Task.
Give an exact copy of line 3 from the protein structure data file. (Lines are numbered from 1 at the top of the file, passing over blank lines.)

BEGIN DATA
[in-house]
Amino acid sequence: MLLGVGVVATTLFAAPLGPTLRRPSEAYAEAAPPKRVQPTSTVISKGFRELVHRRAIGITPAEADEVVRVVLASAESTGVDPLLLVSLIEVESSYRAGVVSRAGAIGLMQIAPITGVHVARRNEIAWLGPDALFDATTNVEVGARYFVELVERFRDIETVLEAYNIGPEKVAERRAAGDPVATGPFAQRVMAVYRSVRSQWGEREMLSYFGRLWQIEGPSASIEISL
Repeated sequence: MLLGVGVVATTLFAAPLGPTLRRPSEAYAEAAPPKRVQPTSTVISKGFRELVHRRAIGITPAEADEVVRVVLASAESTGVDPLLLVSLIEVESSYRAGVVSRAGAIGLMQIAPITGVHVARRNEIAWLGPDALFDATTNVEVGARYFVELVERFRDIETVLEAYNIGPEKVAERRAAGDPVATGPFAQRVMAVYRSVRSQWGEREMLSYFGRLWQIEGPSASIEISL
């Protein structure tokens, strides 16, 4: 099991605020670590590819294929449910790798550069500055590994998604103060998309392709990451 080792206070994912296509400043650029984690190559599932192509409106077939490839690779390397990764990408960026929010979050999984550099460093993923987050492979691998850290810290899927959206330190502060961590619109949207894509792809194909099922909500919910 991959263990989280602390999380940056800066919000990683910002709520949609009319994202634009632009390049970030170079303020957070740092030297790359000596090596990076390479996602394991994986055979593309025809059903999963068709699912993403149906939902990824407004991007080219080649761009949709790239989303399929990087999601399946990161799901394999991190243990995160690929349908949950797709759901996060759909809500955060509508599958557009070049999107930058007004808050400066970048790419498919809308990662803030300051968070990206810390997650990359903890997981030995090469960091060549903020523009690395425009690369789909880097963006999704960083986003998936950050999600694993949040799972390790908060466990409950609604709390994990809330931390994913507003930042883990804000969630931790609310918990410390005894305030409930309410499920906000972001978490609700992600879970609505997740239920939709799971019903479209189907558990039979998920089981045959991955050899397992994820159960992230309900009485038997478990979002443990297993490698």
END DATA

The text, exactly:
Repeated sequence: MLLGVGVVATTLFAAPLGPTLRRPSEAYAEAAPPKRVQPTSTVISKGFRELVHRRAIGITPAEADEVVRVVLASAESTGVDPLLLVSLIEVESSYRAGVVSRAGAIGLMQIAPITGVHVARRNEIAWLGPDALFDATTNVEVGARYFVELVERFRDIETVLEAYNIGPEKVAERRAAGDPVATGPFAQRVMAVYRSVRSQWGEREMLSYFGRLWQIEGPSASIEISL